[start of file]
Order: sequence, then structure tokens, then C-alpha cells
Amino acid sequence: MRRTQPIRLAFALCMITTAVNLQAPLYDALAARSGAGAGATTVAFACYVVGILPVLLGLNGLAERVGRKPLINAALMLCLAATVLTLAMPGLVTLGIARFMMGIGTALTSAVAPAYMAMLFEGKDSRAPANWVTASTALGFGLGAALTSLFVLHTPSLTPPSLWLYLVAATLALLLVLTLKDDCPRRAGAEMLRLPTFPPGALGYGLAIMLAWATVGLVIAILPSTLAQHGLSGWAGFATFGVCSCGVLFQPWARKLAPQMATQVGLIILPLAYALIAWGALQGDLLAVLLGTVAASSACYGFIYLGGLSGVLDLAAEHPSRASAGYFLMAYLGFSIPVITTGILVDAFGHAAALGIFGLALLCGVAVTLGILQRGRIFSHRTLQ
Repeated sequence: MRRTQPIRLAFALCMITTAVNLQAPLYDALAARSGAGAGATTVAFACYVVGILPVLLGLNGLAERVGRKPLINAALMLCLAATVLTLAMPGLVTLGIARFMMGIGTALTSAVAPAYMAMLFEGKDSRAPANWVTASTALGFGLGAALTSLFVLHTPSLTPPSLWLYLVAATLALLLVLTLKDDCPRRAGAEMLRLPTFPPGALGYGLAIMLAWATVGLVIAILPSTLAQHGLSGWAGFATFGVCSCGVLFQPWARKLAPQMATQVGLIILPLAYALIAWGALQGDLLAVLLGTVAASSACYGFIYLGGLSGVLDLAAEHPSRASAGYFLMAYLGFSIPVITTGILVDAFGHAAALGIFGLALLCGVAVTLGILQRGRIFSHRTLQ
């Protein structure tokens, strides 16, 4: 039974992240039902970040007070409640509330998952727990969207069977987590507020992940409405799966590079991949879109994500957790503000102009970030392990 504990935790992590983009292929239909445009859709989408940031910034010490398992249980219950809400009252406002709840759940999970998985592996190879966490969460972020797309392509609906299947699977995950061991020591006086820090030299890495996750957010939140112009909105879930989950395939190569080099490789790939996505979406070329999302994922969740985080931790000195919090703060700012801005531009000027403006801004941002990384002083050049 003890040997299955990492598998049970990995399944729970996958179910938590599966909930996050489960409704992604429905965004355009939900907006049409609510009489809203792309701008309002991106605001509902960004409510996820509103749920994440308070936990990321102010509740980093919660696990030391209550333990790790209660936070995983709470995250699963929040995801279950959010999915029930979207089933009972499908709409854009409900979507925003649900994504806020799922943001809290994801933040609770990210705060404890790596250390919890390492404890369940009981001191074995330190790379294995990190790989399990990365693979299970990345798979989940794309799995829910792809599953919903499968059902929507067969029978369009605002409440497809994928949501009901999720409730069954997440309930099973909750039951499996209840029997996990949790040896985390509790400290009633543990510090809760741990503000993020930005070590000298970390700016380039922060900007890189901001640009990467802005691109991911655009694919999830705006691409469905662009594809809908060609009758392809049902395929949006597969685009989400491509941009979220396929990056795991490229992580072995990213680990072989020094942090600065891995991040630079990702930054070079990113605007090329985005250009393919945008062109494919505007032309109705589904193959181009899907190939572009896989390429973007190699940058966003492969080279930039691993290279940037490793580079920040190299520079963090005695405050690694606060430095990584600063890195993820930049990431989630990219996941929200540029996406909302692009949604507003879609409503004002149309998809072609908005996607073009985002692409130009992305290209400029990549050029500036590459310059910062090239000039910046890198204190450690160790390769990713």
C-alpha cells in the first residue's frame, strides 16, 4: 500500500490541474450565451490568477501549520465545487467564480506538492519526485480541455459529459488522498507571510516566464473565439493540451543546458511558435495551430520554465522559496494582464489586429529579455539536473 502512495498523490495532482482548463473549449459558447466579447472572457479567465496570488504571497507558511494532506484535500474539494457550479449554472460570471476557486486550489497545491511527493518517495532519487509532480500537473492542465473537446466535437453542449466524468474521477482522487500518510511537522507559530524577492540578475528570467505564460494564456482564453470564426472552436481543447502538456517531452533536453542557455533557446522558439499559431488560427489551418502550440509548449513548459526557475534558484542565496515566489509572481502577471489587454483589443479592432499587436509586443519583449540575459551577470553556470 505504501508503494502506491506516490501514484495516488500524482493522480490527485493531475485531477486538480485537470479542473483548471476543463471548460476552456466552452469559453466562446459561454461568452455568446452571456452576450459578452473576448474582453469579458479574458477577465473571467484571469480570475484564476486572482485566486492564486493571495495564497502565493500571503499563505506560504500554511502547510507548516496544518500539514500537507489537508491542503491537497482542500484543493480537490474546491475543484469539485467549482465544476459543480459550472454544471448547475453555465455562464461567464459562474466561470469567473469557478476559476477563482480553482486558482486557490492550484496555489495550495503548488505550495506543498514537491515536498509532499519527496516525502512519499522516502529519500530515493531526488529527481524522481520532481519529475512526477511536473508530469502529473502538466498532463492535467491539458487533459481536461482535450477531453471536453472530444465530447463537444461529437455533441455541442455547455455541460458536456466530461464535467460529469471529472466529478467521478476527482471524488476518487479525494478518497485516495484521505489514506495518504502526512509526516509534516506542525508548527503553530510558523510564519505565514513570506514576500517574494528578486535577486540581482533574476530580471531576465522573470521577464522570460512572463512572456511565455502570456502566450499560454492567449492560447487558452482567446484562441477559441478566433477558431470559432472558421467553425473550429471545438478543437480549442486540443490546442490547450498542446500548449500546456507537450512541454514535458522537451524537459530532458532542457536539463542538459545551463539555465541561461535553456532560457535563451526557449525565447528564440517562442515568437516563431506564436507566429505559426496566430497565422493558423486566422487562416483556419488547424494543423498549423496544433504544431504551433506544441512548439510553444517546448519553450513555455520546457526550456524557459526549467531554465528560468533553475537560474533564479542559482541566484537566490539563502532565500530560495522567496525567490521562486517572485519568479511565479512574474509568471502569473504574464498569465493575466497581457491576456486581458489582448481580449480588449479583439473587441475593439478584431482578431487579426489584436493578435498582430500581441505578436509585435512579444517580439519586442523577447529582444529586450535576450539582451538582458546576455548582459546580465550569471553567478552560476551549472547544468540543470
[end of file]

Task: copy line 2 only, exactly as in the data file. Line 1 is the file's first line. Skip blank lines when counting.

Amino acid sequence: MRRTQPIRLAFALCMITTAVNLQAPLYDALAARSGAGAGATTVAFACYVVGILPVLLGLNGLAERVGRKPLINAALMLCLAATVLTLAMPGLVTLGIARFMMGIGTALTSAVAPAYMAMLFEGKDSRAPANWVTASTALGFGLGAALTSLFVLHTPSLTPPSLWLYLVAATLALLLVLTLKDDCPRRAGAEMLRLPTFPPGALGYGLAIMLAWATVGLVIAILPSTLAQHGLSGWAGFATFGVCSCGVLFQPWARKLAPQMATQVGLIILPLAYALIAWGALQGDLLAVLLGTVAASSACYGFIYLGGLSGVLDLAAEHPSRASAGYFLMAYLGFSIPVITTGILVDAFGHAAALGIFGLALLCGVAVTLGILQRGRIFSHRTLQ